Getting ready to tell the story: help needed

13 02 2016

Source: Getting ready to tell the story: help needed





Except you be like a child…

7 11 2014

I heard something that caused me to erupt in almost Steve Ballmer-like enthusiasm while I was in Houston. I was attending Senior Birkman Certification (for the second time – reckoned it was time for a lube service, ended up as usual with a re-bore instead), immediately before the biennial Birkman Conference.

“Originally,” said Lynn Greene, “Dr Birkman had two versions of the Questionnaire: an adult one and a children’s one. So he threw away the adult one.”

Woo-hoo! And that’s why this tool is so brilliant. (It is also why we can use so much of it in our programme for teens and young adults, hoozyu) It isn’t an IQ test, a child of 8 can understand and answer the questions; so in the end, you just answer the questions. And when you get the report, you discover you have been telling yourself things about yourself, you didn’t know you knew.

Priceless!





That rabbit in the headlights is… perfectly balanced

19 05 2014

Just reflecting on something that happened in Birkman Training recently. It was a group of experienced Birkman Consultants who happened to be experienced managers and leaders as well. I was illustrating a simple point, namely that too much of anything can be a problem in an organisational setting, using the example of a Senior team I worked with who were all extremely central on the Birkman Life Style Grid. It would be easy to make the point using one of the extremes – a group of reds who do better and better that which never should have been done in the first place, or a group of blues who have produced a dozen of the best new products that never happened and so on; but it is useful to make the point that the middle of the Grid is just what it is, not better or more normal than anywhere else.

Anyway, this central (on both Usual and Needs) group had a business that was heading ever further into danger. Too many ideas and little projects, too little action. Intellectually every single one of them could acknowledge this, and the concomitant likely need for drastic action. But emotionally – no can do. These Central / Central leaders unfortunately reinforced in each other the Central tenet of “nothing to any extreme, everything in balance”. I even stood before them at one offsite and told them exactly what they were doing. They themselves had agreed on their problem and what the solution involved, but would then dissipate the will to act. And they simply said, “No, you are going too far with that Jon. We can’t do that to our people…”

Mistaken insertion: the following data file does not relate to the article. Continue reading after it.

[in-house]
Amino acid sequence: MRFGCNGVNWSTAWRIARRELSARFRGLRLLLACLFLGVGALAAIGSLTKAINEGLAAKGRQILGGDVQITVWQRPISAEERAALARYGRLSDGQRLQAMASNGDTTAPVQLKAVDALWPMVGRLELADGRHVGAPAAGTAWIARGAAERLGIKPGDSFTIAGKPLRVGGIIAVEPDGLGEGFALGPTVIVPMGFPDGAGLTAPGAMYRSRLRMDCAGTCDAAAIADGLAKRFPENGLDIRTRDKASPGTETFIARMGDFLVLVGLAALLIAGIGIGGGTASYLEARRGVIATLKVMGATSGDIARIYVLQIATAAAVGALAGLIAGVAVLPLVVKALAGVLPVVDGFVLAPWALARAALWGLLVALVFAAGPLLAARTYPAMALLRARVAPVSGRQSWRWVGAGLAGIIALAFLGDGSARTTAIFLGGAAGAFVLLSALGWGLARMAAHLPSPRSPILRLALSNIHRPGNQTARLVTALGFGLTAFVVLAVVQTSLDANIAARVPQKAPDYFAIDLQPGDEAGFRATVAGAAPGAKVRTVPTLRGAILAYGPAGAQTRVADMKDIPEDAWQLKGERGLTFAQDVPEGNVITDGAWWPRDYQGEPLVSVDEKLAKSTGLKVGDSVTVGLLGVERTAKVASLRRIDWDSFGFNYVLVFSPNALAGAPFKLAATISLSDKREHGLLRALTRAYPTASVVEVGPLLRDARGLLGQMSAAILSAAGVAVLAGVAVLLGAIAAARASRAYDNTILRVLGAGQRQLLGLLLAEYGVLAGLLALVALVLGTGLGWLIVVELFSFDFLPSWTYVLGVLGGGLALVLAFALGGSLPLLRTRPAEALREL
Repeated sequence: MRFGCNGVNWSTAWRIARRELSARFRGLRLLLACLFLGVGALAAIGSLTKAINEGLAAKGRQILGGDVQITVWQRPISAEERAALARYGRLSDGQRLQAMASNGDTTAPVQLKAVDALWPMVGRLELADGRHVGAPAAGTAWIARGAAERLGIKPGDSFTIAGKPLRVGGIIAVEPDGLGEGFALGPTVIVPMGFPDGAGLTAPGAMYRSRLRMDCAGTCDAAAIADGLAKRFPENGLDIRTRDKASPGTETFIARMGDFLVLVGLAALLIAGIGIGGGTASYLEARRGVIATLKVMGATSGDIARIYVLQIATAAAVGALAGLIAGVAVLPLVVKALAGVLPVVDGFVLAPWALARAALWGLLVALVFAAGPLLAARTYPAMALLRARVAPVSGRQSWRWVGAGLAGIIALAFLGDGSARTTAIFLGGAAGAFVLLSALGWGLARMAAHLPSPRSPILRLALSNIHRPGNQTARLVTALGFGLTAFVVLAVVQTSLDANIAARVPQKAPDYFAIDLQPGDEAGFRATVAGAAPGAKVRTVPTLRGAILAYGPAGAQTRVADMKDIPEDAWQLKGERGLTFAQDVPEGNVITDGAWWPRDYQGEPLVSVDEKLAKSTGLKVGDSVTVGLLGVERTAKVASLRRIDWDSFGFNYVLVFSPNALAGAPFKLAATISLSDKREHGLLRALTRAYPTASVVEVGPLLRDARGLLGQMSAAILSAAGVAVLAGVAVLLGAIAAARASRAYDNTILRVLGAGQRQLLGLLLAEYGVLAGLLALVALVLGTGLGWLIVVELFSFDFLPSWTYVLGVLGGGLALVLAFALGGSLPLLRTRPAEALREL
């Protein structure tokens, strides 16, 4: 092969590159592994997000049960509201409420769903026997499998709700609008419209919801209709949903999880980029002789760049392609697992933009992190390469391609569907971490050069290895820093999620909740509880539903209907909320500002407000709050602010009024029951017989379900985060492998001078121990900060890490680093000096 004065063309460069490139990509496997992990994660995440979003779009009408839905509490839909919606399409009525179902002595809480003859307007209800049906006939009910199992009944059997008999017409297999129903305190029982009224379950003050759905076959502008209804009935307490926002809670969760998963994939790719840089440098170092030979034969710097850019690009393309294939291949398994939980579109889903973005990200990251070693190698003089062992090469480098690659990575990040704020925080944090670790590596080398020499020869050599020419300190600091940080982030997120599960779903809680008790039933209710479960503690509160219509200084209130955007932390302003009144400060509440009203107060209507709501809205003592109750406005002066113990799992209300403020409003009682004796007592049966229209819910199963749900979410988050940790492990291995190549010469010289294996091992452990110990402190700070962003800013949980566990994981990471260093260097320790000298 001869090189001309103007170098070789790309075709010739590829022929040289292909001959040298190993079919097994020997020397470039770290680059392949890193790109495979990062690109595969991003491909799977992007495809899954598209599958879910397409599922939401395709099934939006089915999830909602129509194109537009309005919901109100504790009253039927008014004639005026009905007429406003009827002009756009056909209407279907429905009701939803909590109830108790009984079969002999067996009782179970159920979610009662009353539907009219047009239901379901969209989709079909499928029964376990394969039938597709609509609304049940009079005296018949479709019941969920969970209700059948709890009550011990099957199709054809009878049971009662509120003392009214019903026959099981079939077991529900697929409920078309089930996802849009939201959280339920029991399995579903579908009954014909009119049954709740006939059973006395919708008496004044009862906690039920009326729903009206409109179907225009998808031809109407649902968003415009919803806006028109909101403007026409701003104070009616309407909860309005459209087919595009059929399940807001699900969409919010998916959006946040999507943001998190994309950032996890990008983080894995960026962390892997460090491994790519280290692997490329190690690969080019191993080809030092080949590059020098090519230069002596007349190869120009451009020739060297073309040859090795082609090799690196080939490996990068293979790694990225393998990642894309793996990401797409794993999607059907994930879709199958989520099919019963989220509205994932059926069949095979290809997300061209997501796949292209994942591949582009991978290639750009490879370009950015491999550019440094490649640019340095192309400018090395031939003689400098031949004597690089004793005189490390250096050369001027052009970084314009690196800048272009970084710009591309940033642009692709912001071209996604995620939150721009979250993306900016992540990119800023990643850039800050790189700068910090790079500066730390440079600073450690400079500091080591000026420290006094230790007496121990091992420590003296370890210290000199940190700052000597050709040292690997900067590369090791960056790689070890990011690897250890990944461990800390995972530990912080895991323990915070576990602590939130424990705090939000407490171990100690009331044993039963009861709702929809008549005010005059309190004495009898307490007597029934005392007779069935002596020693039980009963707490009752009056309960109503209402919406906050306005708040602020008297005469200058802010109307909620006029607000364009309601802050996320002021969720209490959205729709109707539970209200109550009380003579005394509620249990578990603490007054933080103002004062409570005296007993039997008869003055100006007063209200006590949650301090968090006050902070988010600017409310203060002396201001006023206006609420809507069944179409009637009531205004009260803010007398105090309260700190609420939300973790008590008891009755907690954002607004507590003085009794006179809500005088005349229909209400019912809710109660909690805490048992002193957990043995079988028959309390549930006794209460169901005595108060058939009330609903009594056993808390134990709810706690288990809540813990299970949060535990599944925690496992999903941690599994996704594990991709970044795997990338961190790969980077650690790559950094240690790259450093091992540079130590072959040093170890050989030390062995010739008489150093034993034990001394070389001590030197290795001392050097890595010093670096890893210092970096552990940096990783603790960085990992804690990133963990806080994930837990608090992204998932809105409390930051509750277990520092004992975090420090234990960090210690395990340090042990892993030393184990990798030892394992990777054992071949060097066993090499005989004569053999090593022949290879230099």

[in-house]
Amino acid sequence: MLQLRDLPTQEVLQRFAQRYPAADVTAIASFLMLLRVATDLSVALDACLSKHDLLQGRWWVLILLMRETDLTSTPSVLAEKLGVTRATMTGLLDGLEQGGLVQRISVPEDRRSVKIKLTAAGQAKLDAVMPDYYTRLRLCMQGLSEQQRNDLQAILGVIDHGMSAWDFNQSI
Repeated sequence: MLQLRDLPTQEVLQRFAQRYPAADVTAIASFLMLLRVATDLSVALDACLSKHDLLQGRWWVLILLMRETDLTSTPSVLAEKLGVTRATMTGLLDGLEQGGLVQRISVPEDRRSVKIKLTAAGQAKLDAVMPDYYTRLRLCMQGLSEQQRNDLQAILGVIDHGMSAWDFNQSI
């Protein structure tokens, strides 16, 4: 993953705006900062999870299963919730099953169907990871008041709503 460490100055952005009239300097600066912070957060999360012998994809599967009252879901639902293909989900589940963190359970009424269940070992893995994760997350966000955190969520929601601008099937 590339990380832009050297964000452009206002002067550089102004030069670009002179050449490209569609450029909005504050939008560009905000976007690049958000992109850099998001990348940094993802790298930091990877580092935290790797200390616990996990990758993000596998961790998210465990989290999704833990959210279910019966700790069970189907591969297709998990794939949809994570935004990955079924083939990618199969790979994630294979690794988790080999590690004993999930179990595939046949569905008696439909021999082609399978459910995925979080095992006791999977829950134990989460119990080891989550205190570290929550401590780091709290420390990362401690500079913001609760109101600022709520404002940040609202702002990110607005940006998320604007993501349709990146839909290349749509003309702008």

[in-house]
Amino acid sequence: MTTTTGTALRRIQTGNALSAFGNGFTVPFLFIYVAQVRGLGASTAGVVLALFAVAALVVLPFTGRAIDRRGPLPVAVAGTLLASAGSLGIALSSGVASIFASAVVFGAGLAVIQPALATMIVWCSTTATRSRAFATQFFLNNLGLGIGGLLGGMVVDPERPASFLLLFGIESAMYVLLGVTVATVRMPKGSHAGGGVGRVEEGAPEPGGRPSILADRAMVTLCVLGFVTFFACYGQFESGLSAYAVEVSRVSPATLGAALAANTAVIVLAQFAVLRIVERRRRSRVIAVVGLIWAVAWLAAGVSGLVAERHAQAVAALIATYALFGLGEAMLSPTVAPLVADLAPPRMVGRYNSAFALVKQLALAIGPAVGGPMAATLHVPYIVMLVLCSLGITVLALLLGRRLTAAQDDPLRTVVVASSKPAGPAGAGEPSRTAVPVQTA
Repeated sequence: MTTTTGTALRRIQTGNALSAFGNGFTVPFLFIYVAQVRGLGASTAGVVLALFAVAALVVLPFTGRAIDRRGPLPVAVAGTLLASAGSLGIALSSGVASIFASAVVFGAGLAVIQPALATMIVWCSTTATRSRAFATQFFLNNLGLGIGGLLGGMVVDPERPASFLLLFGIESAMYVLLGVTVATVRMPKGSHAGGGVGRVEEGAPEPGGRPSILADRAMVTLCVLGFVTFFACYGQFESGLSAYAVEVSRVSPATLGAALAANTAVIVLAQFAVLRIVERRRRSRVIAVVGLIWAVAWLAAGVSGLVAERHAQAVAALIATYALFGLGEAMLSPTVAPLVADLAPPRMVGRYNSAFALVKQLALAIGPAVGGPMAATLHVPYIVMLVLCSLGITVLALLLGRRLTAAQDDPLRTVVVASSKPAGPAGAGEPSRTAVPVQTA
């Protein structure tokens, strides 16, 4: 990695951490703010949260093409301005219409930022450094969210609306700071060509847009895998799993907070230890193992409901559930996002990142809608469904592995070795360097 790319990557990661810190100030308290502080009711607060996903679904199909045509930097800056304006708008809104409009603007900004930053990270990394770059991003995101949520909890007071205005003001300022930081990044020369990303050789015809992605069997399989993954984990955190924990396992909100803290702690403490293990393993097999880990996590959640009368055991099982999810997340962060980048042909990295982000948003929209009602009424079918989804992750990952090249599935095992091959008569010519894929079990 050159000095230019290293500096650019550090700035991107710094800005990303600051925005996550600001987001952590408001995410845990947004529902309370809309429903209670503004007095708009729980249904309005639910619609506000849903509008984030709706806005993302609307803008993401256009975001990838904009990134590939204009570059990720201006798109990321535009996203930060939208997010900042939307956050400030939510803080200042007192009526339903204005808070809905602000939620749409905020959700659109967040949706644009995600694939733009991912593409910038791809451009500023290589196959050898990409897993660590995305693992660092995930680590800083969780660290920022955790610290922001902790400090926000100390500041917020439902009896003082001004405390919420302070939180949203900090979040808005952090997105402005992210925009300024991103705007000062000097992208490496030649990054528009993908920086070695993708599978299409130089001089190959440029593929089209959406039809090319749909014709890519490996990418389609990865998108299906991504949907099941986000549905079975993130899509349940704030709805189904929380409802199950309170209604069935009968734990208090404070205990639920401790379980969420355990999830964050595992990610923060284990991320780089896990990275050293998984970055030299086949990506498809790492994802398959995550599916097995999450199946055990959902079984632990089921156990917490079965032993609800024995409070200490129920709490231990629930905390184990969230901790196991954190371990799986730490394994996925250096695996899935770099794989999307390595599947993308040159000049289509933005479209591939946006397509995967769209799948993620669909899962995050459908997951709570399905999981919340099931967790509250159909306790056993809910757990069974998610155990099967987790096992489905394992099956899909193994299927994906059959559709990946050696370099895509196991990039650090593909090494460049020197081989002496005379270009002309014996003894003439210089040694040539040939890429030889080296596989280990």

Except of course they did in the end. Or their successors had to, after most of the leaders had also lost their jobs. Far more of the rank and file suffered job losses than would have been the case if they had acted immediately. So: moral of the story is, beware of any group of leaders who are too homogenous, even if what they have in common is their balanced view of things.

At which point one of the participants in the training had an epiphany; a Central / Central person himself, he suddenly saw his whole managerial career with a major FMCG brand flash before his eyes. “That’s why I could never quite grasp the nettle…”

So the wider moral is that, if we all need people around who complement us, the perfectly balanced may need a person or two who tilts them off-balance and into action, if they aren’t to end up as rabbits in the headlights





Past the tipping point… at last

28 01 2014

You may have heard this old one: “It took me 20 years to become an overnight success.” Well, something special is happening in the Talent space… and it has been seven decades in the making.

Just about every day now we are getting at least one enquiry about training in the Birkman Method® (TBM), from places as diverse as Abu Dhabi, Bangalore, Suva and Manila. Now, since we are Birkman’s International Learning Partner for Asia Pacific, you may think that this is pretty unexceptional. The truth is that for many years, TBM was the best-kept secret in business. Boeing, WalMart and a host of other global MNCs were using TBM as their core Organisational Development and Talent Management, and yet outside of those circles, no one had heard of the tool. I used to say to people, you are either using it or you haven’t heard of it.

Something has changed. Suddenly Birkman has reached a tipping point, and it is fast becoming the hottest property in Talent. Not before time, for a tool that has been delivering value for nearly seventy years.

If you are in HR, OD or Talent Management and want to learn more, we are running a FREE event in Singapore on Feb 21 – admission by ticket, book here





Changing Work

23 12 2013